Heather L. Reid, John Serrati and Tim Sorg (eds.), Conflict and Competition: Agon in Western Greece, Parnassos Press – Fonte Aretusa, 306 pages. ISBN-10: 1942495358, ISBN-13: 978-1942495352.
This volume considers agōn from a variety of disciplinary perspectives, with a special emphasis on Western Greece – the ancient Hellenic cities of Sicily and Southern Italy.
In 2004, the city of Athens hosted the Olympiakoi Agōnes, the Olympic Games. But the word ‘games’ almost trivializes the ancient concept of agōn, which transcends sport, drama, war, and even philosophical debate. The agōn deemed characteristic of ancient Greek culture has roots in the eris (strife) illustrated in Homer and Hesiod and debated in the metaphysics of Heraclitus and Empedocles. It reverberates throughout philosophy, drama, history, poetry, art, and even the 19th century reception of Greek culture. This volume considers agōn from a variety of disciplinary perspectives, with a special emphasis on Western Greece – the ancient Hellenic cities of Sicily and Southern Italy. Authors discussed include Heraclitus, Pythagoras, Empedocles, Euripides, Thucydides, Plato, Aristotle, Theocritus, Callimachus, Diodorus, Porphyry, Nietzsche, and Burckhardt.
Essays contained in the book include:
-Rebecca H. Sinos, The Ultimate Prize: An Orphic Image of Victory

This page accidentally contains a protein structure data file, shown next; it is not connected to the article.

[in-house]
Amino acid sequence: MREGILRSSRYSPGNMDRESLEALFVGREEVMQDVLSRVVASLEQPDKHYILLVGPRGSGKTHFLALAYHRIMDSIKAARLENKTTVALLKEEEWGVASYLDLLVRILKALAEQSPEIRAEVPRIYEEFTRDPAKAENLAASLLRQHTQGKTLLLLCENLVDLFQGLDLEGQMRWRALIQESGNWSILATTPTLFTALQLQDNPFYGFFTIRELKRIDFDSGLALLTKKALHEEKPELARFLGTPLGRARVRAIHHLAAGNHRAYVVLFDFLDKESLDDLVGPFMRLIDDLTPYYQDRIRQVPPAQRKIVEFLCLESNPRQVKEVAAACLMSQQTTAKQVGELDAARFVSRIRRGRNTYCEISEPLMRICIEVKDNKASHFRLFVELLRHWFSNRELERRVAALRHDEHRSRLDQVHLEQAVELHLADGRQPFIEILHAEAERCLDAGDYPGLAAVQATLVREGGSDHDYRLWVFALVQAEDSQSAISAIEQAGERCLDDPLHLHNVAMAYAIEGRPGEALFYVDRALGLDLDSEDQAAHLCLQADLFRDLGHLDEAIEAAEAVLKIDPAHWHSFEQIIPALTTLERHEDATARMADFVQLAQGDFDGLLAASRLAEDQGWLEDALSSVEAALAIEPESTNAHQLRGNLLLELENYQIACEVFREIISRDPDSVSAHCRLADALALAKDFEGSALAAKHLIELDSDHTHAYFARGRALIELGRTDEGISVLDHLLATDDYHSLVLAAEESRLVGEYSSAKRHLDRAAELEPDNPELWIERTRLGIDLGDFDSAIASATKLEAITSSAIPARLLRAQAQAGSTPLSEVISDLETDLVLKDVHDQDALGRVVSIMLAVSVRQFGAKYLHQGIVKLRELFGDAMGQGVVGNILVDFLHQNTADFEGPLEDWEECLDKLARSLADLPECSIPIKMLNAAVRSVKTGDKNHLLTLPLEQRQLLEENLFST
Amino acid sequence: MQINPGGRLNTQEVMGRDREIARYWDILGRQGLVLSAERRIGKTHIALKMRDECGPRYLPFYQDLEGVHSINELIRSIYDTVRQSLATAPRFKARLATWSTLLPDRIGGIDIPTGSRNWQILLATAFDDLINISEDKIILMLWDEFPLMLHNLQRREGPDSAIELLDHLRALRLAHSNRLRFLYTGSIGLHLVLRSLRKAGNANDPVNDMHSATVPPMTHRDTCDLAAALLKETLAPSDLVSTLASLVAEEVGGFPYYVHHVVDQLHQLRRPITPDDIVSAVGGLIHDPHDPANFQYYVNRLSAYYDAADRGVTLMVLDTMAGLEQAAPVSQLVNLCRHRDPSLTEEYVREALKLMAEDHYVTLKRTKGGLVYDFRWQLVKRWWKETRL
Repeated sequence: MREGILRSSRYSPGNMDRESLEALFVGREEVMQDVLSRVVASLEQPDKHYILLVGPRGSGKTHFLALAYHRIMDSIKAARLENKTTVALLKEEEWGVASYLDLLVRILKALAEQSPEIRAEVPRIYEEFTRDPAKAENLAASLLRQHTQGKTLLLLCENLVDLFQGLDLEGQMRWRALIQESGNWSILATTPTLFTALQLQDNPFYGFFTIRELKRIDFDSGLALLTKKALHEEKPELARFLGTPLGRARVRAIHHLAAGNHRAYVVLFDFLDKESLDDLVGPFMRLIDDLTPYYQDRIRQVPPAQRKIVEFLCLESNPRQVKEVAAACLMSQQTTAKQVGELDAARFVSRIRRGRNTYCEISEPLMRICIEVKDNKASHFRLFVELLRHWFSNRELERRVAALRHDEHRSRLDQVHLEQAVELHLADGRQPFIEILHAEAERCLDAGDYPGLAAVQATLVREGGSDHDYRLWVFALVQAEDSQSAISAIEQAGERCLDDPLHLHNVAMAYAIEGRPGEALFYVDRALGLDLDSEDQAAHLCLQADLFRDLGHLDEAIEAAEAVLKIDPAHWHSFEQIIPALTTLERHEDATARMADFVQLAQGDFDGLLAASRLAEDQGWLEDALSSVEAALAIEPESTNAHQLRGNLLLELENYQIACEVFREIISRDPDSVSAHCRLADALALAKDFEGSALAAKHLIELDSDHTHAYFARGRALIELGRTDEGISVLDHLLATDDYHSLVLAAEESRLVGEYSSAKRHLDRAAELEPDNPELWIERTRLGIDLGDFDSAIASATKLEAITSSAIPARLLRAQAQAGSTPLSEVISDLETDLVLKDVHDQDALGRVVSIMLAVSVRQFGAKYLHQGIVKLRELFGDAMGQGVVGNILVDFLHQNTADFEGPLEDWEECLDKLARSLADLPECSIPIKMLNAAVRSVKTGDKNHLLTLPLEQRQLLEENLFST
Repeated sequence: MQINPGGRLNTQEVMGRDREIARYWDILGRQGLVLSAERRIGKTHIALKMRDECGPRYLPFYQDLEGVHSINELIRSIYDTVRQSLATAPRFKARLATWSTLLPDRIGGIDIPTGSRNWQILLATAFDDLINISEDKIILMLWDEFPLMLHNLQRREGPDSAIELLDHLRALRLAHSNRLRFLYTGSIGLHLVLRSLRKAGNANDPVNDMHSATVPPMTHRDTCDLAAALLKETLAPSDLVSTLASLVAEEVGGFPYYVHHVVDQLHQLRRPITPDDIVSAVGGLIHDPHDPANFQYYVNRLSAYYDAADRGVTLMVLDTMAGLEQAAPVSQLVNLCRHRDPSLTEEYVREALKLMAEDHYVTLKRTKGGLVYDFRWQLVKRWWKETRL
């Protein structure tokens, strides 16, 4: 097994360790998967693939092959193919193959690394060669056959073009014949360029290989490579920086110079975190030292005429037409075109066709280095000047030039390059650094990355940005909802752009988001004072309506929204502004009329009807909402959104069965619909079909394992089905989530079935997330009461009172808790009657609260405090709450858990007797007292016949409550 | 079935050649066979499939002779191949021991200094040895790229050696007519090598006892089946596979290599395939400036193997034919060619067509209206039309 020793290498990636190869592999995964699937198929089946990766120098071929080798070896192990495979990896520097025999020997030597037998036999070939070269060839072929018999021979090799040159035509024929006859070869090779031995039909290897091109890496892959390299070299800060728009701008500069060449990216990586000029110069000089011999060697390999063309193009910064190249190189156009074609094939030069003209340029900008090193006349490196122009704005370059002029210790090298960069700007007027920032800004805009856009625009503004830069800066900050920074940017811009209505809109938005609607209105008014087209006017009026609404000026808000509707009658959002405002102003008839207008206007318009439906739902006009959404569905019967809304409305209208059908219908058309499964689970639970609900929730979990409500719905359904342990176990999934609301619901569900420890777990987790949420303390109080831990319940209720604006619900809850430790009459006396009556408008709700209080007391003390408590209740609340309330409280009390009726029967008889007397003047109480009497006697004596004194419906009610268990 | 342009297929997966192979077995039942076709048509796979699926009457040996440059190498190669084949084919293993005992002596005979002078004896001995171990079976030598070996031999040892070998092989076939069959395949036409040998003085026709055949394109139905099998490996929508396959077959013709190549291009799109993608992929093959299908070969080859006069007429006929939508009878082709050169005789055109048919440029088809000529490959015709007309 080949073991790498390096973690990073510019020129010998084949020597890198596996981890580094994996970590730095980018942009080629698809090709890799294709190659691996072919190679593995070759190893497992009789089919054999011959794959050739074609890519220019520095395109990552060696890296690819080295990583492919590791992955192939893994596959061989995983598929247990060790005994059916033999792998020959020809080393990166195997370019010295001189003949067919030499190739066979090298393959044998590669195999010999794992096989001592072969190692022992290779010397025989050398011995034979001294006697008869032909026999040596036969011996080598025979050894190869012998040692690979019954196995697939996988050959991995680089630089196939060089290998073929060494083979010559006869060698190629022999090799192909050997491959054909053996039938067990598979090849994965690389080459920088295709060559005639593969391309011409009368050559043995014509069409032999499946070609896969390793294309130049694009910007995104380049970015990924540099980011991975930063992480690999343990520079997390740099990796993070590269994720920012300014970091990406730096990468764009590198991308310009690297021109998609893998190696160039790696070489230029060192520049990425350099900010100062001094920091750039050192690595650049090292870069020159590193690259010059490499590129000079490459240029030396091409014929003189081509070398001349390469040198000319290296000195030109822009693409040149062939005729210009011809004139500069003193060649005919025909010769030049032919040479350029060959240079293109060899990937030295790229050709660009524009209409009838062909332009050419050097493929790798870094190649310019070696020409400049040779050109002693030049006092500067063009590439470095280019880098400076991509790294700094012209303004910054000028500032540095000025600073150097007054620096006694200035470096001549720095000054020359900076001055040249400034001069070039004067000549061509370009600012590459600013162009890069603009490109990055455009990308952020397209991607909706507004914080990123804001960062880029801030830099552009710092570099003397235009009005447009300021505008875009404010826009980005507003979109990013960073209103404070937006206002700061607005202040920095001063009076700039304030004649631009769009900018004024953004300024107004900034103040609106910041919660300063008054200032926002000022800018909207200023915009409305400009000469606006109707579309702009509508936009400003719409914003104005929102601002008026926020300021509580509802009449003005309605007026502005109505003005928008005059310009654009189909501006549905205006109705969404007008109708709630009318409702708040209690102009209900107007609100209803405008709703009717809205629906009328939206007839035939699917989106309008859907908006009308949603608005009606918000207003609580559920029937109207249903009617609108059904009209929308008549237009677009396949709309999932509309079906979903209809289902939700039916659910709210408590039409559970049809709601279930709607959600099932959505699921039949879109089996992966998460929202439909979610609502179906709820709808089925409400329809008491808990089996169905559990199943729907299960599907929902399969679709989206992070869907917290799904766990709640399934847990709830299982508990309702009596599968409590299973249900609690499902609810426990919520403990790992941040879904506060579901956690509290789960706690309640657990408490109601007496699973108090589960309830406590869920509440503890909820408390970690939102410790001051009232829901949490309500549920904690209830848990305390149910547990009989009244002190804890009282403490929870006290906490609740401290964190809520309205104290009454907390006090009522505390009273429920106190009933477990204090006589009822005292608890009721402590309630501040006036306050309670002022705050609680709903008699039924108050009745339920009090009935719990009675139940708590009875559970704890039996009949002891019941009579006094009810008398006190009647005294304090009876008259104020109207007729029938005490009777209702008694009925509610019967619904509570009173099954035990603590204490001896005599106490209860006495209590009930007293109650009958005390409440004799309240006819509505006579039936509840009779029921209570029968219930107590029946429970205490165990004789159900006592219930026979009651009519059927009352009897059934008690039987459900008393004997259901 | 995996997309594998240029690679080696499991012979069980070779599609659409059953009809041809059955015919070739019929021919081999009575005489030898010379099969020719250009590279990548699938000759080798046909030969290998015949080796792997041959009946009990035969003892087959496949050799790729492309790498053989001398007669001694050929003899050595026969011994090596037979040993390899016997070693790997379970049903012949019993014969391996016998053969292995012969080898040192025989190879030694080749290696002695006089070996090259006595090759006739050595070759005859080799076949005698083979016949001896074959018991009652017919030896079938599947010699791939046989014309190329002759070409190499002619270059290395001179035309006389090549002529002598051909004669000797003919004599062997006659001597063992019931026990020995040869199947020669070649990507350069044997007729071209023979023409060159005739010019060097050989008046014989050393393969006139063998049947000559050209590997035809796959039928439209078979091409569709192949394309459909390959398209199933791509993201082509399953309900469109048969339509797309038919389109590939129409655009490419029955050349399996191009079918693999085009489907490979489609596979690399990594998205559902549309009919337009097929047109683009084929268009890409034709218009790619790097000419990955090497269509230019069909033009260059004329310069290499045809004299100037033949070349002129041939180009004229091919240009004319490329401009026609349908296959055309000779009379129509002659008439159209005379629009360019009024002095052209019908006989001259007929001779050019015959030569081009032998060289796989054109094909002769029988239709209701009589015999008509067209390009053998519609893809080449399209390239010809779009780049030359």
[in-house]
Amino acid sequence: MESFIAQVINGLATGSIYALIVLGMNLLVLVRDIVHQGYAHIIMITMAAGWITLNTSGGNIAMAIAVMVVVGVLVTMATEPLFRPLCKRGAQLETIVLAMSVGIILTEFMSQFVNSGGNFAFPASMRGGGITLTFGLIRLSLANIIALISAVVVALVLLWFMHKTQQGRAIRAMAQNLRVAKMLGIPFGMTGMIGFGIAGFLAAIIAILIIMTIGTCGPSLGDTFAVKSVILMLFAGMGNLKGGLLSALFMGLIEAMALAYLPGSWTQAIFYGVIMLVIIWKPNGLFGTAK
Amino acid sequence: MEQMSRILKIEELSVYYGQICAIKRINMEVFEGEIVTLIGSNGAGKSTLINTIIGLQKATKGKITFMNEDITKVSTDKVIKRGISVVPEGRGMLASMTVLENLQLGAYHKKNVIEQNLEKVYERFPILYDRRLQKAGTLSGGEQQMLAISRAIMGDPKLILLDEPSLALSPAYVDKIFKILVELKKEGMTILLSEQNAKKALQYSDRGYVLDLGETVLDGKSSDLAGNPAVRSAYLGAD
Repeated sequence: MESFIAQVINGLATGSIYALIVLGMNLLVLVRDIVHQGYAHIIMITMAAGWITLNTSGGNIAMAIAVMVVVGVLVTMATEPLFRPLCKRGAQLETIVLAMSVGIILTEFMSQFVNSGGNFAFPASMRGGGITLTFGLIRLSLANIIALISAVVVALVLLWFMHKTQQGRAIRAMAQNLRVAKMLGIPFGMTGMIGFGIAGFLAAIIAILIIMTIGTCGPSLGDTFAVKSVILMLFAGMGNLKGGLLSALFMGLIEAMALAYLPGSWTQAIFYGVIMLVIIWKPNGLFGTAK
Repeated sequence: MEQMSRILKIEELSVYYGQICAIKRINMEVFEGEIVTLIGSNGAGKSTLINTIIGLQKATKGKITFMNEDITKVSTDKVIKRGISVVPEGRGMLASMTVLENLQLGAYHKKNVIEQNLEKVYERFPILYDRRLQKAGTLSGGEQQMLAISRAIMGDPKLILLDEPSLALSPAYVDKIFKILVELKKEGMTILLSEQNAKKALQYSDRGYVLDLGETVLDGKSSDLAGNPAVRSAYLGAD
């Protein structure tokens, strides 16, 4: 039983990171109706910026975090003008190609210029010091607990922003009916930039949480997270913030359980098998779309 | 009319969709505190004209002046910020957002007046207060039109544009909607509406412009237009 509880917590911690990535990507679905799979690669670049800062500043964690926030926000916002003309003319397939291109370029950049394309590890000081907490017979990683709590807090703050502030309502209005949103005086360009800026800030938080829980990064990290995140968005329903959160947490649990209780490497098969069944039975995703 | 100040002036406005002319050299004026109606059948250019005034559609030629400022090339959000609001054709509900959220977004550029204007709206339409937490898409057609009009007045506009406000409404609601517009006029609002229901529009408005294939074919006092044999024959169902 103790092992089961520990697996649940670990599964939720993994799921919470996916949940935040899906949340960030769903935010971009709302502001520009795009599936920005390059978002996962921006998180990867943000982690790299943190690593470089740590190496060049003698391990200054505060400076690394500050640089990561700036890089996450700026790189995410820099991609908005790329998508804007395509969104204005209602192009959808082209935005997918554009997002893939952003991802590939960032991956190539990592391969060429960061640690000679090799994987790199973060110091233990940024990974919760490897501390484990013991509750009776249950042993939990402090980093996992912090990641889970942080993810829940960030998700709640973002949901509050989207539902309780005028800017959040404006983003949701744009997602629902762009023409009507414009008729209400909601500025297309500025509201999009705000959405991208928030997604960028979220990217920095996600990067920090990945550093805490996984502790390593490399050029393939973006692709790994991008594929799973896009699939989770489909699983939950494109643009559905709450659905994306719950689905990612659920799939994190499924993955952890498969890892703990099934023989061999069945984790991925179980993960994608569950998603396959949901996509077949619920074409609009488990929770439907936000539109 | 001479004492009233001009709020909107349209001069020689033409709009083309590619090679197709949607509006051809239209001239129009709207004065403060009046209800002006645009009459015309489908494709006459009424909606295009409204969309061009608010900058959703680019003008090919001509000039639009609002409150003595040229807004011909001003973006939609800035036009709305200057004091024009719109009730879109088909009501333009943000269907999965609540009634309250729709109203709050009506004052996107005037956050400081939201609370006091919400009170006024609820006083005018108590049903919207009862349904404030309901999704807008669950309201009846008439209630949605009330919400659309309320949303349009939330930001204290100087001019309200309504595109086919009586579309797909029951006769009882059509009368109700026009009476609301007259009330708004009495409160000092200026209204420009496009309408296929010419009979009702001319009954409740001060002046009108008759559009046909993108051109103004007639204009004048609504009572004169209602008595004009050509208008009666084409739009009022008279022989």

-Parrish Elizabeth Wright, Identity and Agōn: Locri after the Battle at the Sagra
-Tim Sorg, Syracuse City of Unwilling Immigrants: A Comparative Approach to Competitive Advantage
-John Serrati, Agōn Sikelia: The Hannibalic War and the (Re)Organization of Roman Sicily
-Federico Casella, Conflict and Opposition: Pythagorean Strategies for the Construction of an Identity
-Drew A. Hyland, Heraclitus: Paradigms of Polemos, Eris, Agōn, Paidia
-Eva Anagnostou-Laoutides, A Toast to Virtue: Drinking Competitions, Plato, and the Sicilian Tyrants
-Stephen M. Kershner & Audrey L. Anton, The Ancient Hellenic Virtue of Success
-Eleni Kornarou, The Agonistic Element in Euripides’s Hippolytus
-Paolo Babbiotti & Luca Torrente, Euripides’s Trojan Women: A Critique of Asymmetric Conflict?
-Richard Stoneman, Giants or Science: Cosmic Strife, Mount Etna and Aetna
-Flora P. Manakidou, The Geography and Mythology of Athletics in Callimachus
-Ippokratis Kantzios, Theocritus Idylls 11 and 6: The Limitations of the Natural Landscape
-Ewa Osek, Agōn, Agonistic Imagery, and Agonistic Argumentation in Porphyry’s De Abstinentia
-Karen Sieben, Empedocles: Nietzsche’s Failed Reformer
-Tobias Joho, Burckhardt and Nietzsche on the Agōn: the dark luster of ancient Greece